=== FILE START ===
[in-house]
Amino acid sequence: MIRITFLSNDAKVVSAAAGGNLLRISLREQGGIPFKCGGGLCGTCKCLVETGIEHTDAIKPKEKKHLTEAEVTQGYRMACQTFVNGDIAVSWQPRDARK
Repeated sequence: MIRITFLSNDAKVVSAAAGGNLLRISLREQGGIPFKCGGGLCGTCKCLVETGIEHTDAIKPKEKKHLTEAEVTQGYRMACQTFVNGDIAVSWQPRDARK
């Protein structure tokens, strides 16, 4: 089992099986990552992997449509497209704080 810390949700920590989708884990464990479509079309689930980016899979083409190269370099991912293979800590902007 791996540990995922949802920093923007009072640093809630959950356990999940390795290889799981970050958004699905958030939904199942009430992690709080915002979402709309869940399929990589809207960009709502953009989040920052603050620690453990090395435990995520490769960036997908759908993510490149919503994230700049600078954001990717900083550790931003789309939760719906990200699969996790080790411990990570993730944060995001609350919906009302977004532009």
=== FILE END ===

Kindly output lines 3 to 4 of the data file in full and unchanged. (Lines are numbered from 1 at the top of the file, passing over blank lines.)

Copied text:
Repeated sequence: MIRITFLSNDAKVVSAAAGGNLLRISLREQGGIPFKCGGGLCGTCKCLVETGIEHTDAIKPKEKKHLTEAEVTQGYRMACQTFVNGDIAVSWQPRDARK
């Protein structure tokens, strides 16, 4: 089992099986990552992997449509497209704080 810390949700920590989708884990464990479509079309689930980016899979083409190269370099991912293979800590902007 791996540990995922949802920093923007009072640093809630959950356990999940390795290889799981970050958004699905958030939904199942009430992690709080915002979402709309869940399929990589809207960009709502953009989040920052603050620690453990090395435990995520490769960036997908759908993510490149919503994230700049600078954001990717900083550790931003789309939760719906990200699969996790080790411990990570993730944060995001609350919906009302977004532009």